Cornell Willsboro Research Farm

PENDING NEW COPY from Mike Davis

The Cornell E.V. Baker Agricultural Research Farm conducts research that:

• enhances the economic viability of Northern New York’s agricultural community,
• fosters environmentally sound resource management, and
• promotes the continued development of healthy regional food systems.


Several sectors of the farm are designed to improve production practices for crops grown to feed dairy cows. Other sectors are devoted to better understanding the organic production of field and food crops. Variety trials identify crop varieties that perform well in the soil types and growing climate unique to Northern New York.

The farm’s proximity to Lake Champlain serves to underscore the importance of nutrient management research with a goal of reducing nitrogen and phosphorus runoff into waterways while maintaining strong crop nutrition. Fifty-two specially-designed and constructed field scale drainage plots here provide Cornell University scientists with the unique opportunity to develop and test crop fertilizer application practices that are agriculturally, environmentally and economically sound.

Cooperative projects involve research scientists, extension professionals, farmers, town officials and area business persons. Projects support traditional agriculture and new and alternative specialty crops for the North Country. Recent work has focused on opportunities to:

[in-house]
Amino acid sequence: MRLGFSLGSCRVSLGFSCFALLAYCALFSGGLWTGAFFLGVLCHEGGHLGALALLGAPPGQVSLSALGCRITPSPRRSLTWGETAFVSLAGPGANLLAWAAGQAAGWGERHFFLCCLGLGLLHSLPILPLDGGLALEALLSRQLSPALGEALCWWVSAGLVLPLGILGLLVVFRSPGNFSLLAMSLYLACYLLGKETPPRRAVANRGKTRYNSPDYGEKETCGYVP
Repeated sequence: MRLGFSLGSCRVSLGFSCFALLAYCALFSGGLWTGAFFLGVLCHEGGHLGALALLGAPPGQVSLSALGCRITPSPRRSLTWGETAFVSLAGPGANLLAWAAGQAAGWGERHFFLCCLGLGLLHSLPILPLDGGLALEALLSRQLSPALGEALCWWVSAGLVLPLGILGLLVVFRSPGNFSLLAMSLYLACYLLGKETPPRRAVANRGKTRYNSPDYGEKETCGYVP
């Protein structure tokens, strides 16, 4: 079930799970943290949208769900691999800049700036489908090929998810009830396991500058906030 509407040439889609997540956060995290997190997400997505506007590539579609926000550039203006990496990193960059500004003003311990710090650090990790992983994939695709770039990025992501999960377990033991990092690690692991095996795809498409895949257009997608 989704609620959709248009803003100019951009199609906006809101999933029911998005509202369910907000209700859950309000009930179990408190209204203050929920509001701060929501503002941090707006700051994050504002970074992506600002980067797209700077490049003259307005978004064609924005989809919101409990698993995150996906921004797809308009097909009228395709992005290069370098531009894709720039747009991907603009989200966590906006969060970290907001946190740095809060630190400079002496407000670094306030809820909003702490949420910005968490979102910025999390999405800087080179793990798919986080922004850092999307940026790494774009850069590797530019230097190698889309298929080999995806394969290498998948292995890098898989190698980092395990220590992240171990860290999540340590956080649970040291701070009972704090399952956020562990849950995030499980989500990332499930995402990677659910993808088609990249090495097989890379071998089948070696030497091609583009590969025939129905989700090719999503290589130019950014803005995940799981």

• establish cold hardy grape vineyards and wineries
• develop techniques to evaluate and improve the health of agricultural soils
• grow and pellet grass as a renewable biomass heating fuel for NNY
• develop best management practices to optimize crop productivity while minimizing the potential for soil and nutrient losses
• test non-chemical biological controls for crop pests such as alfalfa snout beetle
• evaluate wheat, barley, oats, triticale, soybeans and flax crops
• design organic cropping systems for wheat, flax, food-grade soybeans and alfalfa-timothy hay, and
• evaluate modified greenhouse structures for extended-season production of fruit, vegetables and cut flowers.